ALEXANDER CALDER Élements démontables (maquette)

Price Available Upon Request


Élements démontables (maquette)
signed on the bottom white element and inscribed w – 1 on the top white element
sheet metal, wire and paint
11½ by 9½ by 7⅞ in. 29.2 by 24.1 by 20 cm.
Executed circa 1973.

Fourth National Bank & Trust Company, Wichita, Kansas (commissioned from the artist)
Corporate Collection, USA (acquired through the merger of the above)
Sotheby’s, New York, March 9, 2012, lot 153 (consigned by the above)
Private Collection, New York (acquired from the above sale)
Private Collection

Maurice Bruzeau, Calder à Saché, Paris, 1975, pls. 240 & 242, p. 245, illustrated

A blend of the ethereal and the mechanical, Élements démontables (maquette) typifies the artist’s unique vision for sculpture. The elegant work is an alternate model for the large-scale mobile commissioned by the Fourth National Bank and Trust Company, located in Wichita, Kansas. Hovering in apparent weightlessness within the spatial field of the viewer, Élements démontables (maquette) expresses a series of gestures that allude to kinetic possibility: gentle fins, parting lines, a pierced element. Calder painted the wiring a bright red, drawing attention to the graceful network of lines connecting the planar, geometric elements painted in the artist’s signature bold white, black, yellow, and red hues. The resulting synthesis—a delicate formal balance between weight and counterweight, form and structure, element and air—is the foundation of Calder’s singular aesthetic.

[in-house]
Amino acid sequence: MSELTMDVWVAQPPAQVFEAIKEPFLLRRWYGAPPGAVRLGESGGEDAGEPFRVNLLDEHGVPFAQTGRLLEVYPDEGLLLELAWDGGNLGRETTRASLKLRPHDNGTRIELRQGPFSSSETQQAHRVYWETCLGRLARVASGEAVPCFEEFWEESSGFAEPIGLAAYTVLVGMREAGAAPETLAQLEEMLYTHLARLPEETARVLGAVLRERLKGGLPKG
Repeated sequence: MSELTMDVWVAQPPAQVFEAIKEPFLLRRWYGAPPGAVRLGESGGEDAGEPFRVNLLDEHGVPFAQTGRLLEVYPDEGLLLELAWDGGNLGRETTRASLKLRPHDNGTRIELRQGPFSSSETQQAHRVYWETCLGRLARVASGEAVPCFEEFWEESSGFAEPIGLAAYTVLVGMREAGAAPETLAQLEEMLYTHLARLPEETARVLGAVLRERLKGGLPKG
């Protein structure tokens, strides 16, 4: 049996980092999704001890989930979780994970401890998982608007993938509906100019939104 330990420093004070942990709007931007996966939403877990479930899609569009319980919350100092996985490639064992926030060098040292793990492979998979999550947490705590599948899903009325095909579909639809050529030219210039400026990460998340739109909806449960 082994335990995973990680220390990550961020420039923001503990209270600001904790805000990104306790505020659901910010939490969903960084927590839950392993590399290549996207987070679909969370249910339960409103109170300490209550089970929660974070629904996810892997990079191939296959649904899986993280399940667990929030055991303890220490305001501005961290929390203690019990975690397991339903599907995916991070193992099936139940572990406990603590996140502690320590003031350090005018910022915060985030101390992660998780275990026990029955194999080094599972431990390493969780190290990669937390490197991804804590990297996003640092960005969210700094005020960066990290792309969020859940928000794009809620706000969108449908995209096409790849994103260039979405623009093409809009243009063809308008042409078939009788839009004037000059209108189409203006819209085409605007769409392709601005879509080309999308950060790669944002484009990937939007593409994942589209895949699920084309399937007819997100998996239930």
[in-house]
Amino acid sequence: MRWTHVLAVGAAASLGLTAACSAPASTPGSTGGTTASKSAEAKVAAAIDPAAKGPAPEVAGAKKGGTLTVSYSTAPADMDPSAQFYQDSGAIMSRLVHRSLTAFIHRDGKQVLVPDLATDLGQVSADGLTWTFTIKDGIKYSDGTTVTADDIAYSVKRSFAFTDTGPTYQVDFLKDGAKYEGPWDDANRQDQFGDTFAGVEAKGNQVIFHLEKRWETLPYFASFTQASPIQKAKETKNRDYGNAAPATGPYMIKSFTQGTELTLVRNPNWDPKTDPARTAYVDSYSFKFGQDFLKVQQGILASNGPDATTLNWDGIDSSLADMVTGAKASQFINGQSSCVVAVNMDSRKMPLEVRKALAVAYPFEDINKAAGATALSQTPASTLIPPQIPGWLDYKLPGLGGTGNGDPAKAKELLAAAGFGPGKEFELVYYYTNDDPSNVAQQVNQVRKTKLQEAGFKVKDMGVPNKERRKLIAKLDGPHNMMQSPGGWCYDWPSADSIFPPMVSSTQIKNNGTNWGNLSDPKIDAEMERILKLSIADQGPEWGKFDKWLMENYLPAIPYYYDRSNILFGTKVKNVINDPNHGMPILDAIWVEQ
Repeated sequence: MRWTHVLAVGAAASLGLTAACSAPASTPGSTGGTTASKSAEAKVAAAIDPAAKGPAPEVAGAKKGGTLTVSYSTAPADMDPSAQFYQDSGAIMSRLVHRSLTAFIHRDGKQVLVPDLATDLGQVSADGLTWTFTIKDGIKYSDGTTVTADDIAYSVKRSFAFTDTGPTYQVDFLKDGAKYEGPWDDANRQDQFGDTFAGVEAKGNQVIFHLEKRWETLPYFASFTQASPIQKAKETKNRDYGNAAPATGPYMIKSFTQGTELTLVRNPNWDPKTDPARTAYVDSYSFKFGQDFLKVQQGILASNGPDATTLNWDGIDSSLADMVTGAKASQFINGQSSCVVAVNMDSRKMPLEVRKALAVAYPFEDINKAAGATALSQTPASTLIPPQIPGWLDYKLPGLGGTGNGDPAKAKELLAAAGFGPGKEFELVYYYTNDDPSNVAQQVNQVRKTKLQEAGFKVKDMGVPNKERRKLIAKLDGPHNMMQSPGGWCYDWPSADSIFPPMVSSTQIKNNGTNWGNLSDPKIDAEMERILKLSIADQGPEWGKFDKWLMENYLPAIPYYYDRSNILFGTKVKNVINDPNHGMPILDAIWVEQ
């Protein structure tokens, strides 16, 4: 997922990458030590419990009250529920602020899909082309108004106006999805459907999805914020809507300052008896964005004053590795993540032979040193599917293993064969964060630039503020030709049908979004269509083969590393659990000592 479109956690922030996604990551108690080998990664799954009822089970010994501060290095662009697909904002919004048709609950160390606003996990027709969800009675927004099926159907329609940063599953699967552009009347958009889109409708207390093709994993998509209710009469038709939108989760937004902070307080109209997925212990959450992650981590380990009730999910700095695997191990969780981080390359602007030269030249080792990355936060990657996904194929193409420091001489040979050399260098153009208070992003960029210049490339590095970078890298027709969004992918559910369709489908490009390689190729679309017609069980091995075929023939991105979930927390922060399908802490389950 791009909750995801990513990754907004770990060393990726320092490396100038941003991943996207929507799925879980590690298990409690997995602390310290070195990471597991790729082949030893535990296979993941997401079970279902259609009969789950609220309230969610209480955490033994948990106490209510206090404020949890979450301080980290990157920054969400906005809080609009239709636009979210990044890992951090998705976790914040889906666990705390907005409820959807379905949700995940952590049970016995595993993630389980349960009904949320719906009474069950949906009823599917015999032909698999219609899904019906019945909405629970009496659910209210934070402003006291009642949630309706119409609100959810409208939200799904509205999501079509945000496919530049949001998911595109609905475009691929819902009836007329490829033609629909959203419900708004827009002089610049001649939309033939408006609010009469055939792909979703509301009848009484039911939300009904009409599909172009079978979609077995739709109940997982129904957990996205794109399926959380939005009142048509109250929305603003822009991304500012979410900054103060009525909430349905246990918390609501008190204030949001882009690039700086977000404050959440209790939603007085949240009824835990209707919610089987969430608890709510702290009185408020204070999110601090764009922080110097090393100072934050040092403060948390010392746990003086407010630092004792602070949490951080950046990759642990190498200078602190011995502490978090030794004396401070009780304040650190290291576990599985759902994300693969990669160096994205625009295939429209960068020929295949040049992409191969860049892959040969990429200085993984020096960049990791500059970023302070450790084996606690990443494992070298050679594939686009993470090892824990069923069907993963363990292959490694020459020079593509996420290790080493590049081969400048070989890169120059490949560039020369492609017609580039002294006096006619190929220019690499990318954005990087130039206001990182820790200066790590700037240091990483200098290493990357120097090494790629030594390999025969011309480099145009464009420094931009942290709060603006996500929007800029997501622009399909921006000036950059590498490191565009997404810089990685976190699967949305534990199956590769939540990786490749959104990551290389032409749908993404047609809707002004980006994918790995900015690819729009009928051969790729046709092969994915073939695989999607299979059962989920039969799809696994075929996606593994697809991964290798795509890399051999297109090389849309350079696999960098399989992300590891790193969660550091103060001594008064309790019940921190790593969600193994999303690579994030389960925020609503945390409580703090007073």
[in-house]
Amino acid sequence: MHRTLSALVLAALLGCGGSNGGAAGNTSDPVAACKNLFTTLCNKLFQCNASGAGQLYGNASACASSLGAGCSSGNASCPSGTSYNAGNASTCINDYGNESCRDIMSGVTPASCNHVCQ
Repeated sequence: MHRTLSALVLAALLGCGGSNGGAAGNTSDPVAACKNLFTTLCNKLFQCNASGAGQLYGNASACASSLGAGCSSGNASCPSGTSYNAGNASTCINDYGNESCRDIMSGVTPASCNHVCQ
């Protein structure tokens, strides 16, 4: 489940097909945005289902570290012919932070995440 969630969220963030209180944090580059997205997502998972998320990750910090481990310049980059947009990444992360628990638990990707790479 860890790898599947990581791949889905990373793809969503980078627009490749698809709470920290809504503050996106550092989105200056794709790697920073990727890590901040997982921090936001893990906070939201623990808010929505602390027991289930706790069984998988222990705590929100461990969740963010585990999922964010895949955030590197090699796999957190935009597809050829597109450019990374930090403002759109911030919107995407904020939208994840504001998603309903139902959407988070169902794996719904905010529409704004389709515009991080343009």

In the 1940s, Calder began piercing select elements of his mobiles in an effort to enhance their transparency, to garner greater animation and to adjust the overall physical and visual weight of each work. The nimble movement of Élements démontables (maquette) is heightened by the aperture in one of its white elements; with just a soft current of air drifting through the opening, the mobile will begin to rotate smoothly and organically. “When I cut out my plates I have two things in mind,” Calder explained. “I want them to be more alive, and I think about balance. Which explains the holes in the plates. The most important thing is that the mobile be able to catch the air. It has to be able to move.” (Alexander Calder in 1959, cited in: XXE siècle, Homage à Calder, Paris 1972, p. 98).

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Currently Available for Private Sale

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